Beaver Books, £2.50, ISBN 0-099-44780-0
The Forbidden City follows Grey Star the Wizard, but if you are expecting another horribly unfair gamebook that you pretty much have to cheat to complete, you are going to be pleasantly surprised. The Forbidden City is like a walk in the park compared to that gamebook.
You are Grey Star the Wizard. Where we last left off, you have found the Lost Tribe of Lara in the forests of the Azanam, but at a great cost as your traveling companions end up either dead or kidnapped by fiends. Still, the show must go on. The Kundi tribe wise man Urik does his woo-woo and informs you that the Shadow Gate which you are seeking will appear in Desolation Valley in two weeks when the moon is full. So off you go, with Urik accompanying you. Along the way, you will cross Karnali, where you find yourself embroiled in a fight for the freedom of the city from Shasarak’s minions, before you brave the horrors of the city of undead, Gyanima, also known as the Forbidden City.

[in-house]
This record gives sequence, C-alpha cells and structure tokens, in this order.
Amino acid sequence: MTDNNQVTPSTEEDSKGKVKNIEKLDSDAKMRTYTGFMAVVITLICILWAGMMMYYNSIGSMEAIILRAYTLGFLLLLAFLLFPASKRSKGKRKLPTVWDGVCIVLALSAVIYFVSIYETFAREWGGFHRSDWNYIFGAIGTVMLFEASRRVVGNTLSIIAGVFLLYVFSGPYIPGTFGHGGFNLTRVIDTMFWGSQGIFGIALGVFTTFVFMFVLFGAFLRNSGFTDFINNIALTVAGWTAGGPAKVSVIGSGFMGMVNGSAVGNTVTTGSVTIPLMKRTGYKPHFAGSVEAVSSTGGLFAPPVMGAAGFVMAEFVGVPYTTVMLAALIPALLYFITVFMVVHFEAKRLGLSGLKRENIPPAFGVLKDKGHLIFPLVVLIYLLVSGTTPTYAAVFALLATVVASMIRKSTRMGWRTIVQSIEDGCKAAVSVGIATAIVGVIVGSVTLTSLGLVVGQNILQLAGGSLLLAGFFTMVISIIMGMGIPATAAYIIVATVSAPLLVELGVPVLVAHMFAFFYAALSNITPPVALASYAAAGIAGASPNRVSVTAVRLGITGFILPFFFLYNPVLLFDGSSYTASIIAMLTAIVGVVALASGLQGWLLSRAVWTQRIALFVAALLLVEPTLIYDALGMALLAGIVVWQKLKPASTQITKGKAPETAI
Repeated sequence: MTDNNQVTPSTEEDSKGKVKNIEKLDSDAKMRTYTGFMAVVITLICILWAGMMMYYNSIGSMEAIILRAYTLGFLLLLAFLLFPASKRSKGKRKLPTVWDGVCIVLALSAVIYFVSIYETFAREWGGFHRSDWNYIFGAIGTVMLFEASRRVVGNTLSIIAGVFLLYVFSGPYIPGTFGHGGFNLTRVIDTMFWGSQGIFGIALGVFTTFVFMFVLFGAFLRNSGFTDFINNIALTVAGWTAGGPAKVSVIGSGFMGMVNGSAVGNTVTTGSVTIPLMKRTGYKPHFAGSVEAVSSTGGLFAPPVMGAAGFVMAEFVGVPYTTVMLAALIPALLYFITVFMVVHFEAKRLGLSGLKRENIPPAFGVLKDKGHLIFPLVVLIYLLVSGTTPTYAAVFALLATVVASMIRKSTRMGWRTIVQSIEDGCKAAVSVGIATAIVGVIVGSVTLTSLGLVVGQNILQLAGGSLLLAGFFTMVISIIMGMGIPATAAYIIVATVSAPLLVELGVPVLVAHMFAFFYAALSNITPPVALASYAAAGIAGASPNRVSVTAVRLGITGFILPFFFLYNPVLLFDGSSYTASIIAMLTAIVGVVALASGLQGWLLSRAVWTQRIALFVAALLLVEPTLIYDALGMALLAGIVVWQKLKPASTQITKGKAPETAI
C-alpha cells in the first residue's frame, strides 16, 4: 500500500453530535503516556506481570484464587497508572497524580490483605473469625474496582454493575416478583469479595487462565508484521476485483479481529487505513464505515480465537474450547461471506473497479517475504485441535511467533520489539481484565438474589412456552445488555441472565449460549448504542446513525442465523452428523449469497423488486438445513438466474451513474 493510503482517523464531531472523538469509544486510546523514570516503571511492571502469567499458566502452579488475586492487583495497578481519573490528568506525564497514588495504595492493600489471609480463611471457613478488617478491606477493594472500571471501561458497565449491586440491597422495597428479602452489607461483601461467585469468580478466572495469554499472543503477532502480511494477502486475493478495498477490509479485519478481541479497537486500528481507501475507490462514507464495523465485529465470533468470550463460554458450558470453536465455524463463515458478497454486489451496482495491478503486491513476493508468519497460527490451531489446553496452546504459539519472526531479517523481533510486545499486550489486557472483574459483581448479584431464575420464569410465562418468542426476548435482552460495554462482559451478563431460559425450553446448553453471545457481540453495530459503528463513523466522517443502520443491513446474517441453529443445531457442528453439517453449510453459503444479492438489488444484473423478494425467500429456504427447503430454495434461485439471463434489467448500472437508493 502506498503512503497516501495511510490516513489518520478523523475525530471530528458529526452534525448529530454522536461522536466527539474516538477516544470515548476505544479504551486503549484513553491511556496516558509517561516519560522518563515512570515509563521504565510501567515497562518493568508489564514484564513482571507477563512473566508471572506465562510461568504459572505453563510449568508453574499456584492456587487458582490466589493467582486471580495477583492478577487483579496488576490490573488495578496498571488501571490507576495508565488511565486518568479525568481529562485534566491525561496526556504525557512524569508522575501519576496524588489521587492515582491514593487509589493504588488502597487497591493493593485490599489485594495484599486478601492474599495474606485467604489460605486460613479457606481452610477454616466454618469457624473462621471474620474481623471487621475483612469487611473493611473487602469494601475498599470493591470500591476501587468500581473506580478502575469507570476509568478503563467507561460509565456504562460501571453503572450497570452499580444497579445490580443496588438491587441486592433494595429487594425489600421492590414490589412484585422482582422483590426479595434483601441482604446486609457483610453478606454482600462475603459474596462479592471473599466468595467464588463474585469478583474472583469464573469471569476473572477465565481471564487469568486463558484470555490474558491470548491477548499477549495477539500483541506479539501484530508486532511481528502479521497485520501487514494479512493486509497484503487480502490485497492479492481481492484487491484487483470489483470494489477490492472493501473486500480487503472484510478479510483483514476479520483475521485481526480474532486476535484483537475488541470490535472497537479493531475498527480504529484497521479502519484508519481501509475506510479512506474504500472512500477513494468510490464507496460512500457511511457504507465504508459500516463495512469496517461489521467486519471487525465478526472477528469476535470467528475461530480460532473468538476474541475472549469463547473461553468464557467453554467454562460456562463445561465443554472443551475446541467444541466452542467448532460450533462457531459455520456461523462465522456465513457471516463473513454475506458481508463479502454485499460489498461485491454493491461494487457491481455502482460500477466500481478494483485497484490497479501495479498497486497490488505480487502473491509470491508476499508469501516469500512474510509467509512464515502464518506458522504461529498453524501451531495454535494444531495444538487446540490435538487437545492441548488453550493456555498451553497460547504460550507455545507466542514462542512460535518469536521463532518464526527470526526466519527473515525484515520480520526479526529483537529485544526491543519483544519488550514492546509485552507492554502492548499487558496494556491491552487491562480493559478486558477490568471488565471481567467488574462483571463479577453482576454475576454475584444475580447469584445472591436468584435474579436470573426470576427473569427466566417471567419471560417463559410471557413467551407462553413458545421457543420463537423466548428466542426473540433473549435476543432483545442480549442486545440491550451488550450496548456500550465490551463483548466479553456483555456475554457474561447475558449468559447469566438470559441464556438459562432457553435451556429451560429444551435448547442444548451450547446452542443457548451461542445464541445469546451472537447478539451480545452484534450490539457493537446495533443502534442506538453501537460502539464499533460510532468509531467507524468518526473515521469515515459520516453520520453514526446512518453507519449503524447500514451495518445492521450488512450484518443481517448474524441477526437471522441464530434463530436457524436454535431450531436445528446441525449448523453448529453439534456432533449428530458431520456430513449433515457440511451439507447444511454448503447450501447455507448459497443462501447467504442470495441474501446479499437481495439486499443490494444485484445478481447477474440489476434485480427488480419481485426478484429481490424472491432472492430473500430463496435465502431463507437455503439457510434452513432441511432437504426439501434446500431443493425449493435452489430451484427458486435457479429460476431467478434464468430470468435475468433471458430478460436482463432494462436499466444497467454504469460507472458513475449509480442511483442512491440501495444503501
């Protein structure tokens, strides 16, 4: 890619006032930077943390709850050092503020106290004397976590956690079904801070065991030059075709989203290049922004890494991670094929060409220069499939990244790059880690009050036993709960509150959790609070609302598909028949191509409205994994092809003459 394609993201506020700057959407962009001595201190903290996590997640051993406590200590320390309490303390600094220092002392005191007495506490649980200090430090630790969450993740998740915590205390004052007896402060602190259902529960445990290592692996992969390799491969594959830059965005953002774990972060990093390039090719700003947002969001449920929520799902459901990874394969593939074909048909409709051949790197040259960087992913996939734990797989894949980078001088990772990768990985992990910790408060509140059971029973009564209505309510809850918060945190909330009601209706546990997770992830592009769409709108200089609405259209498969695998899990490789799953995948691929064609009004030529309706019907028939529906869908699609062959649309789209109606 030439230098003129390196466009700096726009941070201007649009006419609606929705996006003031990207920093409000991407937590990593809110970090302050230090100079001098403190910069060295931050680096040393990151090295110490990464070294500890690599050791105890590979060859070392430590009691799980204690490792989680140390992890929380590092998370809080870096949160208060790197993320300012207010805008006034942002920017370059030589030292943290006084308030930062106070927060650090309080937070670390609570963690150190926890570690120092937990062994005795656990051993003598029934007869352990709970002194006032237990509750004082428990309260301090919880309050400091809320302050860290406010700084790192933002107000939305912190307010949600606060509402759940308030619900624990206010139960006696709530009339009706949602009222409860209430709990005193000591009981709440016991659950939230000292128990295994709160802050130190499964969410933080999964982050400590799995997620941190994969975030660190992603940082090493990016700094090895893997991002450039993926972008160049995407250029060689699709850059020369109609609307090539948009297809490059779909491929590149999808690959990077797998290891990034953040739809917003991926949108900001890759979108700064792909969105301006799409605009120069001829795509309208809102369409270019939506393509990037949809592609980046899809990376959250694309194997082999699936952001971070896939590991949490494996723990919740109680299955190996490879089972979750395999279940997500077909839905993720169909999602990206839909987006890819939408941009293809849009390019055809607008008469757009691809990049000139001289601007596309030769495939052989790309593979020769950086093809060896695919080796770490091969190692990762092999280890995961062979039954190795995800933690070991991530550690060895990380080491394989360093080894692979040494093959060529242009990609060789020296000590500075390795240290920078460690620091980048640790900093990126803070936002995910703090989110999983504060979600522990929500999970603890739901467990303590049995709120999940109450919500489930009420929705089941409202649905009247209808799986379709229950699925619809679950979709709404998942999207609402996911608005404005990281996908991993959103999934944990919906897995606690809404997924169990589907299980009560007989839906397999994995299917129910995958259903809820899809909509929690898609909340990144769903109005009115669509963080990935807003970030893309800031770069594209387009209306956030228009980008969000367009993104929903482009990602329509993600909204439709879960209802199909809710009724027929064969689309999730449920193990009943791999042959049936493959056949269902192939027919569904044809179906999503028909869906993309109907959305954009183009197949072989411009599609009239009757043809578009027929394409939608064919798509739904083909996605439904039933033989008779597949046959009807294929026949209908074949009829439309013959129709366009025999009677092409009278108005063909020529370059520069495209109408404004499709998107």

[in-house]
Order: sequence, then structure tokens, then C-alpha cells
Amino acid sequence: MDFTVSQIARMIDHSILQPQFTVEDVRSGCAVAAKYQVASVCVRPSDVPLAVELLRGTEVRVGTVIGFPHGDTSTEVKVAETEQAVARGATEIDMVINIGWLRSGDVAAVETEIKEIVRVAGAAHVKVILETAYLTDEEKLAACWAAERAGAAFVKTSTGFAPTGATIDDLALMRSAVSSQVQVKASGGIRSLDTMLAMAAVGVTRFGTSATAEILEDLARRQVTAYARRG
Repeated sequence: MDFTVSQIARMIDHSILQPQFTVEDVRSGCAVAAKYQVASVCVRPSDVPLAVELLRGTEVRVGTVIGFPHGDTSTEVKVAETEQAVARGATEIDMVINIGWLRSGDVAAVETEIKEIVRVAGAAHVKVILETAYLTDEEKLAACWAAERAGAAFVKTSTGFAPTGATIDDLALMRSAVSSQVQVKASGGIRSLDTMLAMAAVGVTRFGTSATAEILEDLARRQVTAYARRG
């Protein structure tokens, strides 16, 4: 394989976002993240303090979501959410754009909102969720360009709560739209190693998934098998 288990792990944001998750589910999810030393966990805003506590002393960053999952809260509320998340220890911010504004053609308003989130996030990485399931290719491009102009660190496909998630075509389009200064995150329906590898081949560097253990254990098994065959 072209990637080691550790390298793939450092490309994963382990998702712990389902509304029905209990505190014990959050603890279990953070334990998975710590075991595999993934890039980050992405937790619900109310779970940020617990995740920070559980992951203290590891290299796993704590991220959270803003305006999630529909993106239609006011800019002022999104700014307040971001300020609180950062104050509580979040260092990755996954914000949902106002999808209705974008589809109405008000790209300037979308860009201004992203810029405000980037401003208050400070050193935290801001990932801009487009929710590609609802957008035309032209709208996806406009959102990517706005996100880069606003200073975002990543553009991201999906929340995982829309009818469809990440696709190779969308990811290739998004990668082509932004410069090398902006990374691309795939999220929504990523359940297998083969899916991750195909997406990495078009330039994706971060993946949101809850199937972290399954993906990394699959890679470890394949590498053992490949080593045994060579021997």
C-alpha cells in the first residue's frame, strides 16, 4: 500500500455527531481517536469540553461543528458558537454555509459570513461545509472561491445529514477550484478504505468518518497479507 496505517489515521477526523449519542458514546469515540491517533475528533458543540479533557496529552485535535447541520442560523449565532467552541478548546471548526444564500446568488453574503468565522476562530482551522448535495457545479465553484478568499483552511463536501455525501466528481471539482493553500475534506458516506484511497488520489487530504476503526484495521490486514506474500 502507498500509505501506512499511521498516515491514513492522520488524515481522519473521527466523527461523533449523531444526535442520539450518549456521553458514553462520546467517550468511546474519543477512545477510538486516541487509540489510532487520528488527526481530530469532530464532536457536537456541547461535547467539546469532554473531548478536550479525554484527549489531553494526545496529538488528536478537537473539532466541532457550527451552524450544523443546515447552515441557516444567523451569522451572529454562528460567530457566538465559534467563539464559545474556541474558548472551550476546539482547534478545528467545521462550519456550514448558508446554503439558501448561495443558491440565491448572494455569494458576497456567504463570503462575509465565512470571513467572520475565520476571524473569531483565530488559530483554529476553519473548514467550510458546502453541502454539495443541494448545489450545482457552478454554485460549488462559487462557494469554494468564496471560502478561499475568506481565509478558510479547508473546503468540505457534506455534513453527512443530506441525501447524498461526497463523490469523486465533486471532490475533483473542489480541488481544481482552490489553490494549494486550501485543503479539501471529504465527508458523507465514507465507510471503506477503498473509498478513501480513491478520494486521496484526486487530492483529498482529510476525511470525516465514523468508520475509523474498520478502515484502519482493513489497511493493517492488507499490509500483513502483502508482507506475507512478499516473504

This campaign is quite linear, but the storytelling element is compelling enough to make up for the lack of options. You may be disappointed if you prefer a more flexible campaign, however. In this one, you will pick up more allies, and these allies are actually memorable and entertaining. Even better, your encounters in Gyanima will not be standard kill-everything-you-see type, but instead… well, you should discover the fun for yourself.
However, The Forbidden City is quite anticlimactic in its resolution. You will most likely finish the campaign while thinking, “This is it?” The gameplay could have been better designed too as four Magical Powers dominate your options while the others are barely mentioned. It is a good thing that you should have at least two of those Magical Powers already.
To sum things up, The Forbidden City is a gamebook where the storytelling element is far superior to the gameplay elements.